SAO PAULO (AP) -- A majority of justices on Brazil's electoral court voted late Friday to bar ex-President Luiz Inacio Lula da Silva from running in October's presidential election, virtually ending any chance that the front-runner will get on the ballot.
The decision, while long expected, leaves tens of millions of voters without a candidate and adds uncertainty to the race to lead Latin America's largest nation.
After several hours of debate late Friday, five justices had voted against da Silva's candidacy and just one in favor. One more was still to vote, though the majority was enough to seal da Silva's fate.
Supreme Court Justice Luis Roberto Barroso cast the first vote, saying barring da Silva was "very simple" due to the conviction and upheld appeal.
"There is no margin here for the electoral court to make any other evaluation but the one showing there is a conviction, and that conviction matters in the candidate's eligibility" to run, said Barroso.
Justice Edson Fachin disagreed, citing a recent call by a U.N. human rights committee calling for da Silva to be allowed to run while he appeals his conviction.
While justices were debating, the Workers' Party put out ads on its social media channels featuring da Silva, holding to a strategy to keep the former president front and center as long as possible.
Da Silva was wildly popular as president of Latin America's largest nation between 2003 and 2010. U.S. President Barack Obama once called him the "most popular politician on earth." But da Silva and his Workers' Party have lost much of that appeal over the last several years amid a sprawling corruption probe that has ensnared many top businessmen and politicians, including da Silva.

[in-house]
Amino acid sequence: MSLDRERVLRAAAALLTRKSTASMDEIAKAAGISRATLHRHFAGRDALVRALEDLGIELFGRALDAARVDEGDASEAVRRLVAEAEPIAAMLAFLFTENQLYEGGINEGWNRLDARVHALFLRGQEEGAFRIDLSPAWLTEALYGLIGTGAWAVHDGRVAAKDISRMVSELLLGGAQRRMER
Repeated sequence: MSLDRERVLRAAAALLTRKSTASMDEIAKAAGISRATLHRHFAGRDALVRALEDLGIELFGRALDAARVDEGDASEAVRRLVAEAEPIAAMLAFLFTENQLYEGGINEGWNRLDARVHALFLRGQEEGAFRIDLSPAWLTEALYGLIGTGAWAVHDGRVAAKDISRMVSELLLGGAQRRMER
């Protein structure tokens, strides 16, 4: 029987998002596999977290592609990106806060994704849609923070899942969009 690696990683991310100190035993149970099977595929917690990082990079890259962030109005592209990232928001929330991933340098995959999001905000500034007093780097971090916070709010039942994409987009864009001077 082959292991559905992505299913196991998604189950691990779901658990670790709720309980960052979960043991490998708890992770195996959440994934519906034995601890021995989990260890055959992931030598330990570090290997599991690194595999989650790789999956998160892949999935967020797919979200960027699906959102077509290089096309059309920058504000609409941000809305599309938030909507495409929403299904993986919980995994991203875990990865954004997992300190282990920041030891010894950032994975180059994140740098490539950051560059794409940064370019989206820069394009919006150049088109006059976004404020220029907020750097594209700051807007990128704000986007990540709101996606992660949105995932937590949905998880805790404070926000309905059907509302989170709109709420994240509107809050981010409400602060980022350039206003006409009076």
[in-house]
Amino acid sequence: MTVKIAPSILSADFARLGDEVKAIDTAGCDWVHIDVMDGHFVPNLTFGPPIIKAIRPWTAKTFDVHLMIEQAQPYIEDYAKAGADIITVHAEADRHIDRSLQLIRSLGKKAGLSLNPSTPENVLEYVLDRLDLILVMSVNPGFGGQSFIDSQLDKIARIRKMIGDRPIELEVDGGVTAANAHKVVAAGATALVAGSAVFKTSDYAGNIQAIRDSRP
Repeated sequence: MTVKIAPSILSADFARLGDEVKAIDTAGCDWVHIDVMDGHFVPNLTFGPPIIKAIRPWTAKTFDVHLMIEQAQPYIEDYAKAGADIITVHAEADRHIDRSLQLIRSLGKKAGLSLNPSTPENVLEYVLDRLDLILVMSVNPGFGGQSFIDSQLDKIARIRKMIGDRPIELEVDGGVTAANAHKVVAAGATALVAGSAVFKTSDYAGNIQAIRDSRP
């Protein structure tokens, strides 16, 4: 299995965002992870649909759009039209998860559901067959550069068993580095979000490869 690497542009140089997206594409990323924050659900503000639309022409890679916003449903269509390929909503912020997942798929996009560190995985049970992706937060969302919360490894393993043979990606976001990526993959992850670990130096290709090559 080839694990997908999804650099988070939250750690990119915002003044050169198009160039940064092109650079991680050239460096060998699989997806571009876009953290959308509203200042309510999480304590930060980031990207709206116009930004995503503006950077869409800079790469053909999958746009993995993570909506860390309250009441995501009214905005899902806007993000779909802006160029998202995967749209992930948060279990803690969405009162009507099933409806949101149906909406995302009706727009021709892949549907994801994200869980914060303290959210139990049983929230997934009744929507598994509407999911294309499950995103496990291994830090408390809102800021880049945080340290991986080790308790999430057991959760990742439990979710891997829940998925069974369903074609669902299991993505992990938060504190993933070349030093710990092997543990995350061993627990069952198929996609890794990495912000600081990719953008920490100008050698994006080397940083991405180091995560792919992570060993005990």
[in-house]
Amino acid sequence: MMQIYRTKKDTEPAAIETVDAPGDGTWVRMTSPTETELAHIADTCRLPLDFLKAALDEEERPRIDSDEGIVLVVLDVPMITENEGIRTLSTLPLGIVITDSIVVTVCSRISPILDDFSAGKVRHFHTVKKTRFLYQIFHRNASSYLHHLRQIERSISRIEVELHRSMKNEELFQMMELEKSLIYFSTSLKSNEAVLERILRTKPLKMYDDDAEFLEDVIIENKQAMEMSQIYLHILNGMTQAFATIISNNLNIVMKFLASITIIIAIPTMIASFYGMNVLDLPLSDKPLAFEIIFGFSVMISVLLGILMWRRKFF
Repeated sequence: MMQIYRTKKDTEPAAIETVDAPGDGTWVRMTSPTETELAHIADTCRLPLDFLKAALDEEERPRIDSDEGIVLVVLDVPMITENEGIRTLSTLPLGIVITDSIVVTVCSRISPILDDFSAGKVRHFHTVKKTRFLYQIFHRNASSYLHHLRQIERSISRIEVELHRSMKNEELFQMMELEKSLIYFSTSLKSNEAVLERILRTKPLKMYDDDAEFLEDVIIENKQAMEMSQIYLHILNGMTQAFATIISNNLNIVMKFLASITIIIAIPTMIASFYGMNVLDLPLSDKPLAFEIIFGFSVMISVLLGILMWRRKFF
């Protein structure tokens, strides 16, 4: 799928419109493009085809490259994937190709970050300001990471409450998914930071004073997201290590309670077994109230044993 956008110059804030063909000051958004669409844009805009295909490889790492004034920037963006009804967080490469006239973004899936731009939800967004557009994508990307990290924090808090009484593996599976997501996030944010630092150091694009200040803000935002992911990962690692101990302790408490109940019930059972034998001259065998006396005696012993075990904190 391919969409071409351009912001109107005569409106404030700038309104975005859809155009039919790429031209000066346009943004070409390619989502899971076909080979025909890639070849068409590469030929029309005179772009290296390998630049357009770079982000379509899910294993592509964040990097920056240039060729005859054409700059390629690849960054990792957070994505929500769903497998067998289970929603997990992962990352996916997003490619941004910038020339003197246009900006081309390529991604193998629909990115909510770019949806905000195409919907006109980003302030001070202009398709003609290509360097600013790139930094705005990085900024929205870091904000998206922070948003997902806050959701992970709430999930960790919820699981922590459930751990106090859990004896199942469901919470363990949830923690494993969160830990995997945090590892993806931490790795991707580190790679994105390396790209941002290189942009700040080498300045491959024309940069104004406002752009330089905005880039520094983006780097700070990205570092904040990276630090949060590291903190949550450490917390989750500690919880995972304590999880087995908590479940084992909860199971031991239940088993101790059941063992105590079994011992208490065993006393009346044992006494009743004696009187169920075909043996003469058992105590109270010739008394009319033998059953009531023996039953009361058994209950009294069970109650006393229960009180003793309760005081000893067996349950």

Da Silva, serving a 12-year-sentence for corruption and money laundering, is the front-runner despite being in jail. Under Brazilian law, da Silva is ineligible to run because his conviction was upheld on an initial appeal. But da Silva and supporters had hoped the Supreme Electoral Tribunal, which makes final decisions on candidacies, would allow him to run.
Da Silva has long argued that he should be allowed to run because his conviction was a sham. Judge Sergio Moro convicted da Silva of trading favors with construction company Grupo OAS in exchange for the promise of a beach house apartment.
He said the Workers' Party should replace da Silva within 10 days, and he should not appear as a presidential candidate in free airtime that is given to political parties on nationwide TV and radio starting on Saturday
Da Silva's lawyers complained the court was rushing a decision because they submitted their defense only on Thursday, noting that the court rarely holds sessions on Fridays.
In a statement late Friday, the Workers' Party said it would appeal. Earlier this year, the Supreme Federal Tribunal, the nation's highest court, denied a petition by da Silva to get out of prison while he continued to appeal.
With da Silva out of the race, former Sao Paulo Mayor Fernando Haddad was expected to take his place on the Workers' Party ticket. Currently Haddad is candidate for vice president. Polls show tepid support for his bid as replacement, but the party hopes da Silva's popularity could boost the former mayor's hopes.
On Saturday, Haddad was scheduled to visit Garanhuns, a city in Brazil's impoverished Northeast where da Silva was born.